Weaving through Yorkshire
Exactly 211 miles from her Dalston studio, Sadie Williams is walking between a jet scouring machine and a conveyor drier, her signature sparkly lurex dresses tucked away back in London, away from the industrial smells of dyes and softeners. We’re in Huddersfield, a market town in West Yorkshire, historically established for its wool manufacturing. The contrast between the factory setting and her high-waisted red-white-and-blue skirt makes for quite surreal scenery. But how did we get here?
Sadie Williams's MA collection from 2013.
As the global patron of wool, The Woolmark Company started the research day-trip initiative Loom to London back in 2013, with the goal of putting up-and-coming UK-based designers in touch with the core of the textile industry that’s actually on their doorstep – the best of manufacturing facilities. With past participants being Craig Green, Matthew Miller, Katie Eary, Agi & Sam and Lou Dalton, the focus of the programme is on fashion designers who are defined by their use of fabrics. Cue Sadie Williams, a NEWGEN name whose playful, sparkly, kaleidoscope-like designs rely on their eclectic fabrications.
On our way to Huddersfield...
On our train to Yorkshire, we talk about the upcoming autumn/winter 2017 collection. “I am going back to working with print and textiles, without really having a theme. Instead, I want to enjoy those things that I like doing and play with textile, print, colour and texture,” Sadie tells us.
The conveyor drier at W.T.Johnson & Sons, Sadie and our guide Alan Dolley.
She’s come to the right place at W.T.Johnson & Sons, a fabric finisher situated in Huddersfield with a heritage of over 100 years in business. The factory looks like a playground of possibilities with nine processes including scouring, pressing and dyeing adapted to the bespoke needs of each customer. The company’s technical manager Alan Dolley talks us through each machine in the factory, and discusses the change of currents in the niche industry of fabric finishing and production: “Decades ago, we were doing fewer customers with larger orders of the same fabric, but nowadays we deal with a massive number of people, each one producing a wide range of products on a smaller scale.” Their collaboration with Marks & Spencer has been going for decades, but even they are now skipping large orders in place of smaller, individual fabric finishing solutions, which puts potential smaller customers like Williams in a good position.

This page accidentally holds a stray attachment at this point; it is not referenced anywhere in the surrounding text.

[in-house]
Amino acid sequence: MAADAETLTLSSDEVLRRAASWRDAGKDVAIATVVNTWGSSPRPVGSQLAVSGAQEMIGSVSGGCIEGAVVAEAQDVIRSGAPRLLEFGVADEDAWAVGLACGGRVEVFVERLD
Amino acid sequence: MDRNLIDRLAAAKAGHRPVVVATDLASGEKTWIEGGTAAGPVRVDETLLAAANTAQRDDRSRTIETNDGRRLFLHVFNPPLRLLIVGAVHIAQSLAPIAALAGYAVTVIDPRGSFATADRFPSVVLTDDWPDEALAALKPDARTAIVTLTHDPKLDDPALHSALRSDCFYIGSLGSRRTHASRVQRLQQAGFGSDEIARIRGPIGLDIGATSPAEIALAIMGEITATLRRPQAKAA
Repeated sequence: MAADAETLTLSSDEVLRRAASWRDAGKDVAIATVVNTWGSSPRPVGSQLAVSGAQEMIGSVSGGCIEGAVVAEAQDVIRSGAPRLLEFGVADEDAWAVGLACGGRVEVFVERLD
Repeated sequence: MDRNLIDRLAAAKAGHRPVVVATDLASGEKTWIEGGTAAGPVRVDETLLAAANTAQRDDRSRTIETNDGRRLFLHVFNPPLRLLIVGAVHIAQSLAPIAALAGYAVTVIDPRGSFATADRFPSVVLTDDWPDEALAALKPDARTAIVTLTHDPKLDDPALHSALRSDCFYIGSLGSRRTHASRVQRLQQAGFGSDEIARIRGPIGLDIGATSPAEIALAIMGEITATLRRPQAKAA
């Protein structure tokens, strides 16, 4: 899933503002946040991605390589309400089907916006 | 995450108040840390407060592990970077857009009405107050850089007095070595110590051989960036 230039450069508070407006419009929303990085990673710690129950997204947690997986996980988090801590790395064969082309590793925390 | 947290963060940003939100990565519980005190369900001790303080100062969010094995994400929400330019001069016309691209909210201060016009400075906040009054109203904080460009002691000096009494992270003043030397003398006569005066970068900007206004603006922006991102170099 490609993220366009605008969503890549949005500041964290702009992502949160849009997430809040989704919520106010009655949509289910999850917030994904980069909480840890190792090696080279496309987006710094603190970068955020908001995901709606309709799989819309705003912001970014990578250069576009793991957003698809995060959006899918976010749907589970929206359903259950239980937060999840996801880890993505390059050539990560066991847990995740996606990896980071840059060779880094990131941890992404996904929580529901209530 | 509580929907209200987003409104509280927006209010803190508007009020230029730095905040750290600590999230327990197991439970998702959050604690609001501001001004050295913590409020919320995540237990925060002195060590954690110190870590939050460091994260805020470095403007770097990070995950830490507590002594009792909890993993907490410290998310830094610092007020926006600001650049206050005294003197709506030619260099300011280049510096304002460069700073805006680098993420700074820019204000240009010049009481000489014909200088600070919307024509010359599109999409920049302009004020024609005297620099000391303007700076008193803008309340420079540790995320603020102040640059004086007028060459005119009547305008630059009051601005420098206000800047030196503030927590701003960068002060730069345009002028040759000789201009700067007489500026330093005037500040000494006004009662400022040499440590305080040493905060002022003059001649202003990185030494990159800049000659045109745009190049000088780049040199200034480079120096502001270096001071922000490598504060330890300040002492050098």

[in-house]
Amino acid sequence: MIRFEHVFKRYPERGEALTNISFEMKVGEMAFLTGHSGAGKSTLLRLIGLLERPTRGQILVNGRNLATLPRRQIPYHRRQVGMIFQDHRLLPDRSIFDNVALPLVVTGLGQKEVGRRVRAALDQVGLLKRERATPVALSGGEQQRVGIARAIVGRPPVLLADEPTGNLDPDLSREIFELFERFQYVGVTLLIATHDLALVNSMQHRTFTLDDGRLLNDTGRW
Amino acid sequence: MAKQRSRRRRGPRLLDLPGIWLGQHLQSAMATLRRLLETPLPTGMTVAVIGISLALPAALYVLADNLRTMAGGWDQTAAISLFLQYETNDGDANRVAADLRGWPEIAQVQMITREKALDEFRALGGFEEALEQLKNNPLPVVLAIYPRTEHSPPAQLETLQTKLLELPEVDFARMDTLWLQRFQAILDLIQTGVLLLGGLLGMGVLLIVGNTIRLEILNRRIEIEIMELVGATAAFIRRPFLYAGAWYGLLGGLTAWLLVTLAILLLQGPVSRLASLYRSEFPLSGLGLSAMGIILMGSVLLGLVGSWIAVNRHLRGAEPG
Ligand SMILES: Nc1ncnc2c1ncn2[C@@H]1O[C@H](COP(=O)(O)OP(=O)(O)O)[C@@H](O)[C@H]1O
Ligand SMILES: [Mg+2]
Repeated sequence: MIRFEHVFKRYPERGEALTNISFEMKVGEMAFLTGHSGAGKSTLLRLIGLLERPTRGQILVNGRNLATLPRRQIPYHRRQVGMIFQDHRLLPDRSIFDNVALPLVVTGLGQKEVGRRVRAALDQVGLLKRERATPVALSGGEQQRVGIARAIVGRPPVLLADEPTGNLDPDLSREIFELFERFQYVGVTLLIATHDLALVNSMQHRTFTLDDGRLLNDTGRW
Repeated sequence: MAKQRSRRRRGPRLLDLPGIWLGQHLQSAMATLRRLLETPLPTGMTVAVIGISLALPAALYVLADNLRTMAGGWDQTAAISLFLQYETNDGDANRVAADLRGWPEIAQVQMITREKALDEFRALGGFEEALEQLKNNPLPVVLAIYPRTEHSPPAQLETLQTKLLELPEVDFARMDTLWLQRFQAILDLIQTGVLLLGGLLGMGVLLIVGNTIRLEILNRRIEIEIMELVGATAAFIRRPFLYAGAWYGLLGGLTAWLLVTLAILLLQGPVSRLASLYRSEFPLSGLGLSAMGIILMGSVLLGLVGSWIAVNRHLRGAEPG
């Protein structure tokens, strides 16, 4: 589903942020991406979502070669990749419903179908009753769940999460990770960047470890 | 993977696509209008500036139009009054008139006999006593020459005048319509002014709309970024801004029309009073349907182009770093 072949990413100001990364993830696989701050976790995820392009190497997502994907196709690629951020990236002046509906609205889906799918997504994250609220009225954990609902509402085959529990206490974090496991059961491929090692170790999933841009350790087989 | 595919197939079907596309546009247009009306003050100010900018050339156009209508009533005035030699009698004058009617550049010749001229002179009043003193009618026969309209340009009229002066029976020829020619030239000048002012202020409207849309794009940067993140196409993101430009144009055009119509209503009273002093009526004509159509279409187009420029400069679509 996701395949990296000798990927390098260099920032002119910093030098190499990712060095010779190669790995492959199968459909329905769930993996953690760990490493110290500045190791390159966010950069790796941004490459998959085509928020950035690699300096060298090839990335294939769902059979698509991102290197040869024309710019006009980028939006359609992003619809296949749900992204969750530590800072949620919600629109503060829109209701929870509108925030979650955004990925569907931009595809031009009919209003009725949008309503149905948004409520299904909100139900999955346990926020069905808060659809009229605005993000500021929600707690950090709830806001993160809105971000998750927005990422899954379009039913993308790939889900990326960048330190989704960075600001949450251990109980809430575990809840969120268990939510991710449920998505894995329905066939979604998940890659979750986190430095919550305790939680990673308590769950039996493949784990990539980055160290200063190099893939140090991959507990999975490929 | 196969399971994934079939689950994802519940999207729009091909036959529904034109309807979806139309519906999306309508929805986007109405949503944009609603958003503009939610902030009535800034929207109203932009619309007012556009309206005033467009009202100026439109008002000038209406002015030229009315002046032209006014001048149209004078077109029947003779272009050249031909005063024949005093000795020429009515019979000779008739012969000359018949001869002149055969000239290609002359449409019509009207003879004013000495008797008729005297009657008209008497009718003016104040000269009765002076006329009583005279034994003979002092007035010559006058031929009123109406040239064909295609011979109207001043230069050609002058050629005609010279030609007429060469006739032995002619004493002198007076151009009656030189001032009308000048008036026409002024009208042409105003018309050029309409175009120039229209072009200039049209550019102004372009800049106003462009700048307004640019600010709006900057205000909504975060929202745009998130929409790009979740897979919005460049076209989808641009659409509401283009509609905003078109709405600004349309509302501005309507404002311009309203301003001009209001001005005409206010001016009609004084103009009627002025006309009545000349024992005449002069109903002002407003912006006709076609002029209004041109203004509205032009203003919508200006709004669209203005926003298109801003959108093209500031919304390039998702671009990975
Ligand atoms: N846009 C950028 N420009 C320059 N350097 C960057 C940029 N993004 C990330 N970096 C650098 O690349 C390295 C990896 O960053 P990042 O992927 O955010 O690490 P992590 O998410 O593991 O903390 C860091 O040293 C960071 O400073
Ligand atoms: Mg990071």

The fabrics are ready to go at W.T.Johnson & Sons.
Next stop is the vertical mill of AW Hainsworth, a company famous for the wool they call “the fabric of a nation”, more commonly used for military, police and fire department uniforms. Their current focus is changing to apparel, costume and fashion. For her autumn/winter 2015 collection, Sadie Williams worked with Hainsworth to create a specific mustard-coloured wool, which she later combined with silver metallic overlay and designed into an A-line twinset. With the sales executive Ivana Rosinova, we got to see how that kind of textile is made – all the way from scouring the sheep shearings to final dyings and trimming of the wools.
The weaving machine for travel fabrications at AW Hainsworth.
“It’s great to see the source and the history of the fabrics I use,” Sadie says towards the end of our trip, evidently enthused by the experience of first-hand contact with the giant machines that make the locally sourced ingredients to her deliciously iridescent fashion recipe. And we can’t wait for February to see the next course.
Sadie at AW Hainsworth.
Text by Dino Bonacic